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A call for a British risk management authority.

The annual conference of the United Kingdom's Association of Insurance and Risk Managers in Industry and Commerce (AIRMIC) held in Cambridge in April ended with a debate on whether a guaranteed risk management authority should be established in the United Kingdom. Two speakers proposed the motion and two opposed it. Conference participants then voted against the idea. Should we be surprised at their decision? Surely we should.

There are three arguments against a new national risk management authority: The present system is good enough; an independent authority reporting to government is not the right alternative; and nothing can be done to improve things. Since the first and last of these reasonings lack rationale, what is the right alternative?

Presumably, the risk managers who voted against a national authority fear bureaucratic interference. Perhaps they believe that enough diverse agencies with responsibility for segments of risk management already exist, such as the Inspectorate of Pollution, the Food Safety Directorate and the Health & Safety Executive. They might believe that these agencies should simply be prodded into doing a better job. Perhaps they think that all risk managers really need is more influence within their own companies.

What has become increasingly obvious is that risk management issues have become a national concern. Government is seen to have the responsibility. Therefore, the reasoning goes, it should also have the authority.

No Clear Policy

Of course, government does have authority, but it does not have an authority. The outcomes of fragmented regulatory bodies performing only a small portion of the work are grossly inadequate, as evidenced by the occurrence of frequent, repetitive risk management disasters. A government with no clear policy is nevertheless left to pick up the pieces.

Prominent risk managers recognize the need for government control. According to Dennis Farthing, former chairman of AIRMIC and the Institute of Risk Management, the only incentives available to improve risk are regulatory or fiscal sanctions.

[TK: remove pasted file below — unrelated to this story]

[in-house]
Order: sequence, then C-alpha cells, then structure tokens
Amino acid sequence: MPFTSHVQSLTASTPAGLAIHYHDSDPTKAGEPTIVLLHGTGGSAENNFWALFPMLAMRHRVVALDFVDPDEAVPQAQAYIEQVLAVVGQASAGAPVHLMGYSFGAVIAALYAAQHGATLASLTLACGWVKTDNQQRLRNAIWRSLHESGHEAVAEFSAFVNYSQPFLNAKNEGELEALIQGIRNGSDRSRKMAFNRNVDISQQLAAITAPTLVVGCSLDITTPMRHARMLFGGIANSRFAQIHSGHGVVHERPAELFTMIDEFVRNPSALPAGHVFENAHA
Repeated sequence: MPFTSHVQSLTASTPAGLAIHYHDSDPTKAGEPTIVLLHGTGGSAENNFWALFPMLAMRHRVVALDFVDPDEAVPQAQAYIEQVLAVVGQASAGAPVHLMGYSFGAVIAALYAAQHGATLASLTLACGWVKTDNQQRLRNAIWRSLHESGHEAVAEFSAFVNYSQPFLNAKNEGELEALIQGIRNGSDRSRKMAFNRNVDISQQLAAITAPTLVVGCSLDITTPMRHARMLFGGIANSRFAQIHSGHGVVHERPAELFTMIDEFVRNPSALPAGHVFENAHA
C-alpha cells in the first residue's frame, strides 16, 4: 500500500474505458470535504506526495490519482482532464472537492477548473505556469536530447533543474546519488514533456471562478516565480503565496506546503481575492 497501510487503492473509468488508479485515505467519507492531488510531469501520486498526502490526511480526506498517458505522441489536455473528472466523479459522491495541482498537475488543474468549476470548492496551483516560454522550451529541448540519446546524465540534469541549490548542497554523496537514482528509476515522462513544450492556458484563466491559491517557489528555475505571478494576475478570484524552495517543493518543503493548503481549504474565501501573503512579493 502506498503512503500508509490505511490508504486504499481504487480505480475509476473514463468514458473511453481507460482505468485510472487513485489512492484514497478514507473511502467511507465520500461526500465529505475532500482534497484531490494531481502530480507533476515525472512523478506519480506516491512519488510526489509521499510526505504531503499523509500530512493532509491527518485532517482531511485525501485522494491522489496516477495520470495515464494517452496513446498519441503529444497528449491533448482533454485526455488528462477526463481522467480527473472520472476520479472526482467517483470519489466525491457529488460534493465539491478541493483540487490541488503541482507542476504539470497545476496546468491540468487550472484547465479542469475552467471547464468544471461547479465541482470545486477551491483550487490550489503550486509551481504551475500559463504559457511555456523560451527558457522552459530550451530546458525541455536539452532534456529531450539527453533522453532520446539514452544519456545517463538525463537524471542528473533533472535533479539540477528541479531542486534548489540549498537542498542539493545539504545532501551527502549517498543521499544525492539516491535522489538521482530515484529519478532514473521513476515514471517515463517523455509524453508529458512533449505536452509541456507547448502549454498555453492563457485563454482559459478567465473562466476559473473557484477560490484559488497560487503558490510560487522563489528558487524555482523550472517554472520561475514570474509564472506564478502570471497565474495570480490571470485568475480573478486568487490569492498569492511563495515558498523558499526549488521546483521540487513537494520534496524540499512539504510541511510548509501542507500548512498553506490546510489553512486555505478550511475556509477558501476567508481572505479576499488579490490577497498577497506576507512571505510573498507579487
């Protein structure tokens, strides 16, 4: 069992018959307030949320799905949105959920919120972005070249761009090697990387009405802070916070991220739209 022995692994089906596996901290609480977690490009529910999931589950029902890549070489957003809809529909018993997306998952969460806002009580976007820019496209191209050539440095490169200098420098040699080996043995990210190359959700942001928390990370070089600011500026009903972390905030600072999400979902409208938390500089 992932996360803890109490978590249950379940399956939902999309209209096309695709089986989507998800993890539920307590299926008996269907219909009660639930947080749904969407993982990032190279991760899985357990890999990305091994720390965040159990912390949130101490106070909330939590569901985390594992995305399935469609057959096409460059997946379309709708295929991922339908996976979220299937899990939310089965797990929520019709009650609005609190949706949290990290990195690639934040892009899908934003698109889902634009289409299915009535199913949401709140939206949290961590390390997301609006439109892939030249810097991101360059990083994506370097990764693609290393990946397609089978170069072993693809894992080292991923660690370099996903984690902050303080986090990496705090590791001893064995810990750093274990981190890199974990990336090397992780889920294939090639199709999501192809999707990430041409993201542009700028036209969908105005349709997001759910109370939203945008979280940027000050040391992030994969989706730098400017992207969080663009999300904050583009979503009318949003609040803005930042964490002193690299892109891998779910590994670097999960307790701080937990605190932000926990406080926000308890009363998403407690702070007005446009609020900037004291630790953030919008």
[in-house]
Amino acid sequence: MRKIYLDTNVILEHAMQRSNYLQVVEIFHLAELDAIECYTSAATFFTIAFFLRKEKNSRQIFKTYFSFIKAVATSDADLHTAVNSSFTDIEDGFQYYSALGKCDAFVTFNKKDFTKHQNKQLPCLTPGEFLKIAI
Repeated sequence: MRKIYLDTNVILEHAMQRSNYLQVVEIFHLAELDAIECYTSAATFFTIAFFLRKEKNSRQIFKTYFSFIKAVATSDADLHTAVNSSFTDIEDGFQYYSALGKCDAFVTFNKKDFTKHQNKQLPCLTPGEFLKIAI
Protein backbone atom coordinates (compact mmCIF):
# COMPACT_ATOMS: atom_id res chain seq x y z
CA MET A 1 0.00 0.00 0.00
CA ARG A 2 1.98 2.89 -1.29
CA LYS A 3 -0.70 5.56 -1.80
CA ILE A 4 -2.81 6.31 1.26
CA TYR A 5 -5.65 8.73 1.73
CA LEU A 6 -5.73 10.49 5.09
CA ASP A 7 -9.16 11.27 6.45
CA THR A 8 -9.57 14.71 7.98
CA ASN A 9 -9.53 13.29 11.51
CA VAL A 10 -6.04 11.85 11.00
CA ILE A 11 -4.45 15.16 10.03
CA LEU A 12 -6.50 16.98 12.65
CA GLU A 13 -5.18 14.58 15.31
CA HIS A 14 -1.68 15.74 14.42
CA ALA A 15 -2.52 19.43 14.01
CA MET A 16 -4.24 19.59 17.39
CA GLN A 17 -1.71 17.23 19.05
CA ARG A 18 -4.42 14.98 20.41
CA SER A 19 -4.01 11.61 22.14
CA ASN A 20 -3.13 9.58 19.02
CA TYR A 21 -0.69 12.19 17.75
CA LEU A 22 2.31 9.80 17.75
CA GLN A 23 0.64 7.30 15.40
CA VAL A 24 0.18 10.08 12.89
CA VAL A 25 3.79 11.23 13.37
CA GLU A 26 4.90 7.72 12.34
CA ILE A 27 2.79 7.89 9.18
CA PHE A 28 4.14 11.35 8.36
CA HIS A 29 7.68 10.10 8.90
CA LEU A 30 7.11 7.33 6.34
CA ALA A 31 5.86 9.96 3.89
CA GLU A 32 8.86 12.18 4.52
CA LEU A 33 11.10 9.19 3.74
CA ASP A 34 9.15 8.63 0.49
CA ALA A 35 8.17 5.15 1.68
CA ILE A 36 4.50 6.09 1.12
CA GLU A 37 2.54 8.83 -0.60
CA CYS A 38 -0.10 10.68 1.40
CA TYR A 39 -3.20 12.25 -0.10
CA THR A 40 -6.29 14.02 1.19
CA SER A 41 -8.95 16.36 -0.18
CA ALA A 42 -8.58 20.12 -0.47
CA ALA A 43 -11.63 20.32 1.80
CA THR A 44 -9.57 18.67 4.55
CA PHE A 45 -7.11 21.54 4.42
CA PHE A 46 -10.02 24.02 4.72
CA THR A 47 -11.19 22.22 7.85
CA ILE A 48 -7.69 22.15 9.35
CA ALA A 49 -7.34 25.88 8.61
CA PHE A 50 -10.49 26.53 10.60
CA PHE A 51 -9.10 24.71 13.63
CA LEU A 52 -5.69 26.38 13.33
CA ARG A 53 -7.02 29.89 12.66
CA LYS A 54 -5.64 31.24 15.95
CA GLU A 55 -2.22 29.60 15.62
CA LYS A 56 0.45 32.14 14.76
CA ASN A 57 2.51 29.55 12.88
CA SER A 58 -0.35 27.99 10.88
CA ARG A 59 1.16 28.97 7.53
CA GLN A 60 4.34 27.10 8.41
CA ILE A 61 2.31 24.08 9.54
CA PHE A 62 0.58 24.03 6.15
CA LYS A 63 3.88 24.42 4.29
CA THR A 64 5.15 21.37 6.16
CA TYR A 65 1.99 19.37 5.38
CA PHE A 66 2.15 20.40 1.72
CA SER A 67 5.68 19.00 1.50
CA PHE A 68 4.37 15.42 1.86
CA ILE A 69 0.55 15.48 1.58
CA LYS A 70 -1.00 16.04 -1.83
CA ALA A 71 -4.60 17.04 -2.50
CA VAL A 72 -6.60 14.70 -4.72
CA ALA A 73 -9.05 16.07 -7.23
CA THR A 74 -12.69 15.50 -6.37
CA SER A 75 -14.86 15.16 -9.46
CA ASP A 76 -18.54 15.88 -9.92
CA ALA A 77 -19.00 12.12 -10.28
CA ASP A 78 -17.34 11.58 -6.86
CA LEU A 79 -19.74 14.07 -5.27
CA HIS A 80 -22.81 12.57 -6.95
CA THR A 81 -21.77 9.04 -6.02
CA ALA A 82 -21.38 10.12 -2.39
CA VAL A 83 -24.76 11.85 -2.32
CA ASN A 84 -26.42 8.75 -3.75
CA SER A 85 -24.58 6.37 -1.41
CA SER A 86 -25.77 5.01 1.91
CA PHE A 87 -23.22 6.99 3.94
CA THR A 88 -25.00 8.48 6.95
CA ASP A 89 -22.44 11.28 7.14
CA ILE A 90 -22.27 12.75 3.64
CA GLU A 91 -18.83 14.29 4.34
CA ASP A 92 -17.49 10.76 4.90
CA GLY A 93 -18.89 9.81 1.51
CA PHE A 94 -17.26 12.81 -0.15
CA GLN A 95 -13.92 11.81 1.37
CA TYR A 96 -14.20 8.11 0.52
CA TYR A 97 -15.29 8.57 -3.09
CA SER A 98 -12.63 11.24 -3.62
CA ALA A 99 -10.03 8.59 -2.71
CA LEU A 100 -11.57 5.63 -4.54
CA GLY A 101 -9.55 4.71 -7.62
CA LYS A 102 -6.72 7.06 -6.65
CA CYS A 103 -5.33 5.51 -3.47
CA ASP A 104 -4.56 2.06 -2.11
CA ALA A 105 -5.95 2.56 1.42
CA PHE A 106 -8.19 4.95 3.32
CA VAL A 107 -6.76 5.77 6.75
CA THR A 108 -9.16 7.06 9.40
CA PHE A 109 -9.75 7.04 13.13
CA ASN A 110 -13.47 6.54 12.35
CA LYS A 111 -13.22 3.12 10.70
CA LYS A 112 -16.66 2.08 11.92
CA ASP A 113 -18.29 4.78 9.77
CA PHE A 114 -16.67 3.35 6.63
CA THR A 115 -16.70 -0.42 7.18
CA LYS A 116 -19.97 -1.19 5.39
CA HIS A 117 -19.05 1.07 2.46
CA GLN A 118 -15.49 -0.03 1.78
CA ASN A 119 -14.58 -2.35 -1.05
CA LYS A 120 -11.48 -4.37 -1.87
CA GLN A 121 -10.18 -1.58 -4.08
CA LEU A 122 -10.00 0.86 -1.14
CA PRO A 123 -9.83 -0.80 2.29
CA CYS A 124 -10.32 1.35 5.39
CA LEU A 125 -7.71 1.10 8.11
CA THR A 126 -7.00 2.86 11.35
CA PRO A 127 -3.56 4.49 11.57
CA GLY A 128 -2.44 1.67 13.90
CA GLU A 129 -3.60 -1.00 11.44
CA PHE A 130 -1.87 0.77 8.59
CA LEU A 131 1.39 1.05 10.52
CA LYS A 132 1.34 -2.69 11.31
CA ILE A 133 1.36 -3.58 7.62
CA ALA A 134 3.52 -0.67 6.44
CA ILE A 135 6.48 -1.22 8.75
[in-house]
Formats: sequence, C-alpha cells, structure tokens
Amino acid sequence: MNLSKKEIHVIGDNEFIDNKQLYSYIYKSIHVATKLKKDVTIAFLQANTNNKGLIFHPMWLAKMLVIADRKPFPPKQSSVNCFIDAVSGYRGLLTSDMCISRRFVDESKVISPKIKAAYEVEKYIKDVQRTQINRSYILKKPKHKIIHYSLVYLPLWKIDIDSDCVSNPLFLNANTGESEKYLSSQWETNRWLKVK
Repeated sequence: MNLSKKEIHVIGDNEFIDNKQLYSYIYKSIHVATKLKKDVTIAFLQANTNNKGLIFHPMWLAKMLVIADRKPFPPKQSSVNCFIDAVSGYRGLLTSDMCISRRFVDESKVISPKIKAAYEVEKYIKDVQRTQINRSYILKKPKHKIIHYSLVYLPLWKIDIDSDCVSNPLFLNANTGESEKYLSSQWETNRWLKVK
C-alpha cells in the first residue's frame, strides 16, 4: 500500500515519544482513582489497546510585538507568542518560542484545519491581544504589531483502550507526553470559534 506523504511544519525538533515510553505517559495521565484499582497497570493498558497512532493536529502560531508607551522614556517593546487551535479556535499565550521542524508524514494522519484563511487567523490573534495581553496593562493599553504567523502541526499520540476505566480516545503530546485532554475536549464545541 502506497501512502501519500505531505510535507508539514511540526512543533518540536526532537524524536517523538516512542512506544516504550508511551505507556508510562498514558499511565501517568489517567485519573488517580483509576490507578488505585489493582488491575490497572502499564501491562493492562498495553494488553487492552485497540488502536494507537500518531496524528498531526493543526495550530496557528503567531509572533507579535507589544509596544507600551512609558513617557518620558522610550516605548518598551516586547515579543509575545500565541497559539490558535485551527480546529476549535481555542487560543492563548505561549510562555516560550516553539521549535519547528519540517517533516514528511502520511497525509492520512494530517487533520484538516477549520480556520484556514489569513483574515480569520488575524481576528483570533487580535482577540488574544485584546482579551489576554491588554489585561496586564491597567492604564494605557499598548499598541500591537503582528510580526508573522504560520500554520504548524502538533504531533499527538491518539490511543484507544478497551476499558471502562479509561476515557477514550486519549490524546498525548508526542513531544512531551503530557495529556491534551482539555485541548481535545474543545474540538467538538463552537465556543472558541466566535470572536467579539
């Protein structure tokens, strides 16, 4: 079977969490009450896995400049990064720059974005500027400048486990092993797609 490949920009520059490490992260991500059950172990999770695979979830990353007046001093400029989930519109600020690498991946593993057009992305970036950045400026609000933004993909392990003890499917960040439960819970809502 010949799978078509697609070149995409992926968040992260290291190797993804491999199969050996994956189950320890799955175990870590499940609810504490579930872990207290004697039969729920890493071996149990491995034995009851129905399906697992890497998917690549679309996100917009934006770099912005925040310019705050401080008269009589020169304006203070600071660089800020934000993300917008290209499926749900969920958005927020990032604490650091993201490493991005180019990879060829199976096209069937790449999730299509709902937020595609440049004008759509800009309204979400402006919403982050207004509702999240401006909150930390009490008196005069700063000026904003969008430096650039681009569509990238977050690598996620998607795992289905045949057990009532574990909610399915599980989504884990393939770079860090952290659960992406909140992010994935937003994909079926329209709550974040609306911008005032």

This view recognizes that, broadly speaking, businesses exist to make profits for shareholders. For regulatory and fiscal reasons, companies must ensure that their operations do not kill or maim too many of their employees or members of the public at large (though in some countries, regulatory and fiscal sanctions are so minimal as to permit this with virtual impunity). There are also constraints on destroying too much company or public property.

However, the goal of risk management within a company can never be to eliminate losses irrespective of cost. Its true purpose is to help achieve compliance with health and safety regulatory demands, allotting for risk control only the amount of financial resources on which it can earn at least as much as would have been earned had the revenue been spent on sales, marketing, production or any other part of the company. In other words, if the risk manager can show that $10,000 spent on reducing thefts will save $20,000 over a specified period, then he or she should agree to give the funds to the sales division if it can earn an extra $30,000 on the $10,000 in the same time period.

In short, the risk management objectives of the business enterprise are not necessarily shared by the nation as a whole. This may be why most risk management obligations are imposed by law.

The trouble with the recent jumble of regulatory bodies, authorities and executives policing the responsibilities of safety, health and well-being is that much of their work overlaps, is underfunded, clandestine and even misdirected. On this last point, for instance, the public in the United Kingdom has come to wonder who the Ministry of Agriculture is really working for-farmers, government or consumers?

An independent national authority for risk management would help ensure greater public confidence in official information at a time of increasing concern over public safety and a variety of green issues. It could accomplish this by fulfilling its primary purpose to scientifically assess all risks, including those arising from nuclear power, public transport, environmental pollution, food poisoning, even global warming. It would then bring its findings into the public arena, rationally explained and accompanied with cost schedules for various response options.

Choices in these matters should not be made at any other level, should they?
COPYRIGHT 1991 Risk Management Society Publishing, Inc.
No portion of this article can be reproduced without the express written permission from the copyright holder.
Copyright 1991 Gale, Cengage Learning. All rights reserved.

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Title Annotation:London Perspective
Author:Best, Chris F.
Publication:Risk Management
Date:Jun 1, 1991
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